This is where AI comes in: there is a level of ubiquity and flexibility that is quite fascinating in AI’s ability to understand and replicate layouts & space’s structures. An AI-model trained on seemingly standard floorplans will be able –to some extent– to tackle in a strikingly relevant way new sets of constraints while yielding relevant design options. This flexibility is illustrated by the GIFs in my project: as the footprint of the apartment unit changes, taking seemingly impossible shapes, the algorithm is still able to find a reasonable way to layout rooms and walls across space. The result might not be perfect yet, as this approach is still very much experimental, but the overall layout of rooms and elements in space is often reasonable.
To what extent could this new methodology affect the role and possibilities of the architect?
Generative Design, or simply put, the utilization of software and algorithms to offer potential design options adds an additional layer to the brainstorming happening is any architectural project. In its simplest version -Parametricism- it offers architects a way to resolve constraints, in its most interesting form -AI-, it becomes a source of inspiration, providing us with an almost-limitless pool of ideas.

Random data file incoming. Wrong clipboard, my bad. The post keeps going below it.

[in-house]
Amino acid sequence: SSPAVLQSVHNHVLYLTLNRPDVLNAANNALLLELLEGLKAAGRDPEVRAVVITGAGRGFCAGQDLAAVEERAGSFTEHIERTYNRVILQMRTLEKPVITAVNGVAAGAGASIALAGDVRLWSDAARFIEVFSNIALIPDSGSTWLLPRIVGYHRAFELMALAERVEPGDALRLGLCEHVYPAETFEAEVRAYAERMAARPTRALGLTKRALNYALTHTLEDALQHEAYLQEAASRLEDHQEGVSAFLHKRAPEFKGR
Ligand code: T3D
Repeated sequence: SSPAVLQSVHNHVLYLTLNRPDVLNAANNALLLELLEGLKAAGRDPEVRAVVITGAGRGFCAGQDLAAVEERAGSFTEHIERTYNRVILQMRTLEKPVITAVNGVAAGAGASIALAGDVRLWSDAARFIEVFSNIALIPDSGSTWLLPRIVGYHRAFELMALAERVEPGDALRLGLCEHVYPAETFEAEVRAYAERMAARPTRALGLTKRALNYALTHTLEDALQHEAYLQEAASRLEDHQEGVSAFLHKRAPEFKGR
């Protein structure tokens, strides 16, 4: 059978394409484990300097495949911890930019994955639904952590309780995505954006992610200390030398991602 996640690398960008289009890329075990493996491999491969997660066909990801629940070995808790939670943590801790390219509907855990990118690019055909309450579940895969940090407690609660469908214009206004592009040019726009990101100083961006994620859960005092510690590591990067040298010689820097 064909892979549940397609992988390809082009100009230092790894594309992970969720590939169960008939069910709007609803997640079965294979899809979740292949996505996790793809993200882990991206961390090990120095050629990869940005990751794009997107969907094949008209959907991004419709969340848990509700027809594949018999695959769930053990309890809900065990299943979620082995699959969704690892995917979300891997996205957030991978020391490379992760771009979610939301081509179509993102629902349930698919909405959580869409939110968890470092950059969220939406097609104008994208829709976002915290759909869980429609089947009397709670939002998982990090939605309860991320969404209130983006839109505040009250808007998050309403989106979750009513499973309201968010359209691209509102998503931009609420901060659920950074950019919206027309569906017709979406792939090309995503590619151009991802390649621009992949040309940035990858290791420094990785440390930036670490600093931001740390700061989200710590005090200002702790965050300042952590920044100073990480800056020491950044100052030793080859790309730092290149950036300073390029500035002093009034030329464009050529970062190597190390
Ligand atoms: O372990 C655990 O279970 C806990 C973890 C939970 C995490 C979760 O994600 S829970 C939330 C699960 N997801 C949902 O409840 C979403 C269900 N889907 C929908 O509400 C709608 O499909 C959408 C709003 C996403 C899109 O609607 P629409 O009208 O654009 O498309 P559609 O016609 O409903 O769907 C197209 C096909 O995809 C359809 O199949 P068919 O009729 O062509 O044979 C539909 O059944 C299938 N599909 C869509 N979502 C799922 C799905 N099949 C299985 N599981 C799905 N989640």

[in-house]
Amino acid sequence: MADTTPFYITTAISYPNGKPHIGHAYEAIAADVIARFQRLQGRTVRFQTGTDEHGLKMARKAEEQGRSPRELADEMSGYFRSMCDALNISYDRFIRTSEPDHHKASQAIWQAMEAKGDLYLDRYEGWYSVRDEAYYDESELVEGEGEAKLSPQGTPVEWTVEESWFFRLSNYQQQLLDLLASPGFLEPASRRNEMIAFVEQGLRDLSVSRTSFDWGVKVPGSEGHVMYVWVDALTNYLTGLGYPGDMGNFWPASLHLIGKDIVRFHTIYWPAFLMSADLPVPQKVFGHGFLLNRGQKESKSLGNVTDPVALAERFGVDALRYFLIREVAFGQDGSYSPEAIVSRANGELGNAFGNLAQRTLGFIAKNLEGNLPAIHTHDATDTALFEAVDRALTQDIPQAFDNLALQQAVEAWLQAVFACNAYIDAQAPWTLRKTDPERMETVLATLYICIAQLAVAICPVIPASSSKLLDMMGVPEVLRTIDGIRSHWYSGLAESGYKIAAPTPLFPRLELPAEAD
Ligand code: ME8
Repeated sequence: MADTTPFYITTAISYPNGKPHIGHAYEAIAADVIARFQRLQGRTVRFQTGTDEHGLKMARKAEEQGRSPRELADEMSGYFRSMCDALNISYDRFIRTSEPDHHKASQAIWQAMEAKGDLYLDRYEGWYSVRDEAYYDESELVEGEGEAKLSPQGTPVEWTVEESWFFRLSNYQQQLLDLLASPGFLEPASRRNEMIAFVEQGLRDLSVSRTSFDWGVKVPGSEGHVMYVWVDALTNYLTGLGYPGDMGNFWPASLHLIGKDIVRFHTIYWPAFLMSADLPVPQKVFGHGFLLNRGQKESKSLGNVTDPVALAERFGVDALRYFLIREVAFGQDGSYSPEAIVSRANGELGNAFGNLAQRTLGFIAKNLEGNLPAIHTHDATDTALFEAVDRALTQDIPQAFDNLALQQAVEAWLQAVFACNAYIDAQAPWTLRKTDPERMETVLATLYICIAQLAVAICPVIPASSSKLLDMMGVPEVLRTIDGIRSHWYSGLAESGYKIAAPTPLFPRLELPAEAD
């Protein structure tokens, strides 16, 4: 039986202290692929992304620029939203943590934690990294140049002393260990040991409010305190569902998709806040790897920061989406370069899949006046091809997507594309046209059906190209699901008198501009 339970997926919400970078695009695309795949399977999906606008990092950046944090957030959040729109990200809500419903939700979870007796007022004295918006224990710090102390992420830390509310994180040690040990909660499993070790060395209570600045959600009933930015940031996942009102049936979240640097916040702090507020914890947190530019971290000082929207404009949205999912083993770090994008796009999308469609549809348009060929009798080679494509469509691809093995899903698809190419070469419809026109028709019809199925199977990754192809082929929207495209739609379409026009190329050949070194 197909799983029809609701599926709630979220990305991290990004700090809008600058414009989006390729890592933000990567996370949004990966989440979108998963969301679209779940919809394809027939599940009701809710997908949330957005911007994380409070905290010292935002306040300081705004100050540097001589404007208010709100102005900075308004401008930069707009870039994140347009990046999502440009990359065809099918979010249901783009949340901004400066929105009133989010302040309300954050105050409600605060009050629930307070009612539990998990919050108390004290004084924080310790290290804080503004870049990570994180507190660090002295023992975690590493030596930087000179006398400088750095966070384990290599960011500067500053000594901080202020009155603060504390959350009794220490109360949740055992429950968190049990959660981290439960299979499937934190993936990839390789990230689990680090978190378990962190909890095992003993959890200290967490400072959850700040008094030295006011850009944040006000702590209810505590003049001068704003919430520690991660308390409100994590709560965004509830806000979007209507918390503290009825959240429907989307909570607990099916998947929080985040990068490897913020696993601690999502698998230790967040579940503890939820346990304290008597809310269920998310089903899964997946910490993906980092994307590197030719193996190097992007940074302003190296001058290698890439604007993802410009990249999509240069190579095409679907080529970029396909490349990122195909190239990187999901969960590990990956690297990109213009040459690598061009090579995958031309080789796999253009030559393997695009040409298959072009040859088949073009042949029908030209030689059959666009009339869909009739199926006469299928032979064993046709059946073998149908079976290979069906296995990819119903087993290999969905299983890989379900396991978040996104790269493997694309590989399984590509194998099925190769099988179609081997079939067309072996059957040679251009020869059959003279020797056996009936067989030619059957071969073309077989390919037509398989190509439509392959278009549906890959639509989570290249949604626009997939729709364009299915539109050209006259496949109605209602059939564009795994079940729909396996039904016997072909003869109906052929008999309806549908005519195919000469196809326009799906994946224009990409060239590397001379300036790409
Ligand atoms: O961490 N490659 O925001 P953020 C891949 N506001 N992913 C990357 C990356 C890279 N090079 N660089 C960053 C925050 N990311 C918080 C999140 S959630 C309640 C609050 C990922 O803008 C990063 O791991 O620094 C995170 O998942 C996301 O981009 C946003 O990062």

To answer the question of the architect’s role, I want to touch upon a concept defined by Prof. Andrew Witt: the idea of “Grey Boxing”. This expression sums up perfectly the fact that most AI models, and algorithms coming from computer science do not “ship” as airtight technologies, perfectly packaged into a software. As opposed to BIM software or 3D modeling software we are used to as architects, the hacky nature of computer science forces the user to shape his/her toolset. As opposed to the “black box” that some software sometimes are, a grey box allows a partial control over the structure and functionality of the tool. For my thesis, before being able to design any buildings, I had to create my own set of tools. If Grasshopper lifts a bit the veil, and gives us a taste of the Grey Boxing idea, using some tools found in computer science requires a more experimental attitude. That is in itself a redefinition of our role as architects: we have the opportunity here to encode our vision/style/ideas directly in our tools. As we will train AI-algorithms to assist us, we will have the chance to educate them to our own sensibility.